At the end of each calendar year I review our financials, update my Excel spreadsheet, and calculate just how much Girl Ninja and I were able to increase our net worth (NW) by.
We started 2014 with a NW of $234,000, and ended with a NW of $288,000.
In other words, we improved our financial position by $54,000 last year, an average of $4,500 per month.
You wish you could be like me.
I mean, we managed to increase our NW by more than the 2014 national median household income ($53,000). That means half of the households in the United States couldn’t save as much as we did, even if they paid no taxes and saved 100% of their GROSS income.
Like the title of this post says; You Wish You Could Be Like Me
…or do you?
I hope for your sake, you were nothing like me in 2014.
While increasing our net worth by $50,000 in a single year might be impressive, it becomes significantly less so when you consider we made about $110,000 in 2014.
Girl Ninja and I were fortunate to have a healthy income, so it only makes sense that were are able to save and invest more than many other American families could.
An increasing net worth on a $110,000 per year household income shouldn’t be something to brag about.
It should be expected.
You see, our big financial gains in 2014 are only really half of the story.
…The better half.
…The prettier half.
…The half that I like blogging about.
But there is another side to this personal finance tale and it is ugly.
How ugly you ask?
Try $45,000 ugly.
That amount represents exactly how much money Girl Ninja and I spent on our credit card last year.
We use our credit card for virtually everything we can and pay the balance in full at the end of each month.
I’m used to seeing a couple thousand dollar balance each month, but I had never taken the time to figure out just how much we were charging over the course of a full calendar year.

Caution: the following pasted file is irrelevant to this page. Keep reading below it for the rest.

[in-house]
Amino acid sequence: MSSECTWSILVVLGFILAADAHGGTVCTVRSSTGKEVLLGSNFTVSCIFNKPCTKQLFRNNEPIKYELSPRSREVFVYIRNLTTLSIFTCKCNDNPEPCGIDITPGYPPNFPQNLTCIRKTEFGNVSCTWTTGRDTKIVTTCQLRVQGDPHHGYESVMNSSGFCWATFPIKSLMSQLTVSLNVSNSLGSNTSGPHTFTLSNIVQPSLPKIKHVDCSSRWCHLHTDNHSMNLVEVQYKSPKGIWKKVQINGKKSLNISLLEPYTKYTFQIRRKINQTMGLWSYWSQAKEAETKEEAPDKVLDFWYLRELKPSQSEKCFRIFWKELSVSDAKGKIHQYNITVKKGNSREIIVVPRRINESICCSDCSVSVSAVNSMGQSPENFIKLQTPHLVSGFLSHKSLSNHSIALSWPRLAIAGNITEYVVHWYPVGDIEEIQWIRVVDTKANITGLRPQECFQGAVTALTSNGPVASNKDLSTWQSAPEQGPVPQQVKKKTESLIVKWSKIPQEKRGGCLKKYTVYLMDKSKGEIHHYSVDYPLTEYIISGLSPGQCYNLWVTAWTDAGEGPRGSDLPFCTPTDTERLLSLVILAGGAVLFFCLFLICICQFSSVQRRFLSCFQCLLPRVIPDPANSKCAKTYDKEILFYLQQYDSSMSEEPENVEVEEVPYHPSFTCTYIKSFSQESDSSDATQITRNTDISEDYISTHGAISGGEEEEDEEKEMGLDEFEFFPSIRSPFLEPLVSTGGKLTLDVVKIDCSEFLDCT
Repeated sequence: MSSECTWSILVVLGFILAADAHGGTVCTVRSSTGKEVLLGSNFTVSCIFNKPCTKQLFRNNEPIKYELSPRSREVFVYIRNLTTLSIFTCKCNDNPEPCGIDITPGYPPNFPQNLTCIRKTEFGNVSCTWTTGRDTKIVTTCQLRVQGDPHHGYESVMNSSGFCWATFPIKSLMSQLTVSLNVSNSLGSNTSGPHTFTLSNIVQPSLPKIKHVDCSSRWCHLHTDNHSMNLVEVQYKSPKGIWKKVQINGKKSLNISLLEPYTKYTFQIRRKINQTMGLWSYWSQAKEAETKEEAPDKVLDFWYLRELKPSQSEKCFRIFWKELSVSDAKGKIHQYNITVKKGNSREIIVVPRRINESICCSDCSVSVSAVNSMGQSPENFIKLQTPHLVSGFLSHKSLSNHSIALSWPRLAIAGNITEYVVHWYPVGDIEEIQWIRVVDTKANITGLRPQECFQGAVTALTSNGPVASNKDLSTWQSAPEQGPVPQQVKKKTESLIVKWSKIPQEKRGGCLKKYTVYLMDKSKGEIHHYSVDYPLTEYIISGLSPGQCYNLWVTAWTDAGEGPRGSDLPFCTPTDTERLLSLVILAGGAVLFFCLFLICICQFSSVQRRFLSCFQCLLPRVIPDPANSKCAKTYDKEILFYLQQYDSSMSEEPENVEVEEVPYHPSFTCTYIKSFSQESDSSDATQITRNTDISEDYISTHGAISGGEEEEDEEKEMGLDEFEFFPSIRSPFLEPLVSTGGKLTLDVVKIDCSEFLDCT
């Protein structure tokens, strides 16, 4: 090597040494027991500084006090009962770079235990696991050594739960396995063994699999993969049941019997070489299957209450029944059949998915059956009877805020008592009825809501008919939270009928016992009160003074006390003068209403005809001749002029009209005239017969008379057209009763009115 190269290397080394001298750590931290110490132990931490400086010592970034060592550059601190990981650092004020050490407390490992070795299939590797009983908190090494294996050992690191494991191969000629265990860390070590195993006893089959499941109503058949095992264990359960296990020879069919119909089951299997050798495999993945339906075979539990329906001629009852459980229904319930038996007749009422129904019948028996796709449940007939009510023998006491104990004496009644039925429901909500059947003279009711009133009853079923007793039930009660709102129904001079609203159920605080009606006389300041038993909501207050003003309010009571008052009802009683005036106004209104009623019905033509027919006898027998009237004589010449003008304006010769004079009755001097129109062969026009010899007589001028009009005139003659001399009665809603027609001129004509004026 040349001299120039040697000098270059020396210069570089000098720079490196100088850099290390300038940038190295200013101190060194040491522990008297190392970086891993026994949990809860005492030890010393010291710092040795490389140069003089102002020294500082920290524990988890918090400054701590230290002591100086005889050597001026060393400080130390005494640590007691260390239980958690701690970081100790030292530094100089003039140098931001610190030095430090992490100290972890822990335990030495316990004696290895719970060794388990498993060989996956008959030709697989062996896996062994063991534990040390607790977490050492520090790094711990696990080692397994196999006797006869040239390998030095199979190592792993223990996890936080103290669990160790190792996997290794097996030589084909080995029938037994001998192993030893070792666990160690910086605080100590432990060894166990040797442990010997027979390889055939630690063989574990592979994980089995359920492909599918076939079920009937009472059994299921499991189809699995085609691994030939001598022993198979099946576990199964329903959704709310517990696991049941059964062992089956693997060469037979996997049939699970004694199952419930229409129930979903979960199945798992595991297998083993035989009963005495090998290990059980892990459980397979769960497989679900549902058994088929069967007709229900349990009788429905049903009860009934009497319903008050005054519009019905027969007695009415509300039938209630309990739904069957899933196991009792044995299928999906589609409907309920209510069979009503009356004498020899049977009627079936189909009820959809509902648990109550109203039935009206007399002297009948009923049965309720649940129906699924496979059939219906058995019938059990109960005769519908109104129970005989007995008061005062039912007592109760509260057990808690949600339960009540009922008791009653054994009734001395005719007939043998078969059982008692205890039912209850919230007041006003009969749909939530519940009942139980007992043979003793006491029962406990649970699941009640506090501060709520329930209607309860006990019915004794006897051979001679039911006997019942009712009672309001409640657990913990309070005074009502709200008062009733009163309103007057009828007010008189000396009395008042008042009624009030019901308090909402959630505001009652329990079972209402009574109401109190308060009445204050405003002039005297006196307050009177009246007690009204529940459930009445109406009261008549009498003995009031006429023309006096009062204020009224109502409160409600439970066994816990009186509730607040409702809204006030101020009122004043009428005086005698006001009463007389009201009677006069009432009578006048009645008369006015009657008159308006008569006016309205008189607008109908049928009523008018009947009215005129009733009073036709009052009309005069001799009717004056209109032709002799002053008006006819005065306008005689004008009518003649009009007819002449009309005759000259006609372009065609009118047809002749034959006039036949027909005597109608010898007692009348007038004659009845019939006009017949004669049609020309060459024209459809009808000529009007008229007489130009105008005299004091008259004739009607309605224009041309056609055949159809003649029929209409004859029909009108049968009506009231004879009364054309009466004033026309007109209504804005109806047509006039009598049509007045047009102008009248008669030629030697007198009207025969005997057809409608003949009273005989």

$45,000 makes me sick to my stomach. Especially when you consider that doesn’t count any of the money that came out of our checking account, which would be another $30,000 or so for mortgage payments, utilities, and the occasional check or ATM withdrawal.
Sure, Girl Ninja and I improved our financial situation by $50,000 last year, but we spent nearly $75,000 along the way.
I write about the “Joneses” as though they are some family that Girl Ninja and I are nothing like, but numbers don’t lie.
When you spend $75,000 per year, you are a Jones.
At the time I was justifying purchases with thoughts like…
…”We’ve worked hard, it’s time to upgrade to a more sophisticated couch” ($1,700 in July)
…”Our kitchen isn’t how we want it, we have the money, let’s improve it” ($4,000 in August)
…”Baby Ninja’s upstairs is the worst part of our house, let’s demo it” ($5,000 March)
…”We deserve a vacation. Let’s go somewhere.” ($4,500 in April)
While I believe an occasional splurge is appropriate every now and again, Girl Ninja and I could hardly argue that our splurges were limited or appropriate.
To put it bluntly I’m embarrassed by my failed leadership.
I have a responsibility to ensure Girl Ninja and I are being good stewards of the finances we have been granted. Somehow, I lost sight of that.
And that really makes me sad.